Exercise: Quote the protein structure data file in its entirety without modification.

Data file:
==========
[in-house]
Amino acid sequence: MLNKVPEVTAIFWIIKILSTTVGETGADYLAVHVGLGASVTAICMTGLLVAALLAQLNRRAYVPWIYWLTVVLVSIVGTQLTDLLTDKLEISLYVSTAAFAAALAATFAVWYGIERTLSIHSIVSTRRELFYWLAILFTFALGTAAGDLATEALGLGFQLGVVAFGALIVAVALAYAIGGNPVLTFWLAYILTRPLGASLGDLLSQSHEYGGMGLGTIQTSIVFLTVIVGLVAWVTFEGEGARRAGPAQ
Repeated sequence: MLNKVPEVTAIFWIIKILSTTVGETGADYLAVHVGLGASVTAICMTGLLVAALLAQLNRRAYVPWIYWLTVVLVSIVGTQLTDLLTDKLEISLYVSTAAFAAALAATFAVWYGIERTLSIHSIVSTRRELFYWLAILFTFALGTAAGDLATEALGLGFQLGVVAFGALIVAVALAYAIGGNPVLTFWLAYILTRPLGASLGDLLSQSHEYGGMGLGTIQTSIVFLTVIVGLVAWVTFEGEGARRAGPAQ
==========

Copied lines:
[in-house]
Amino acid sequence: MLNKVPEVTAIFWIIKILSTTVGETGADYLAVHVGLGASVTAICMTGLLVAALLAQLNRRAYVPWIYWLTVVLVSIVGTQLTDLLTDKLEISLYVSTAAFAAALAATFAVWYGIERTLSIHSIVSTRRELFYWLAILFTFALGTAAGDLATEALGLGFQLGVVAFGALIVAVALAYAIGGNPVLTFWLAYILTRPLGASLGDLLSQSHEYGGMGLGTIQTSIVFLTVIVGLVAWVTFEGEGARRAGPAQ
Repeated sequence: MLNKVPEVTAIFWIIKILSTTVGETGADYLAVHVGLGASVTAICMTGLLVAALLAQLNRRAYVPWIYWLTVVLVSIVGTQLTDLLTDKLEISLYVSTAAFAAALAATFAVWYGIERTLSIHSIVSTRRELFYWLAILFTFALGTAAGDLATEALGLGFQLGVVAFGALIVAVALAYAIGGNPVLTFWLAYILTRPLGASLGDLLSQSHEYGGMGLGTIQTSIVFLTVIVGLVAWVTFEGEGARRAGPAQ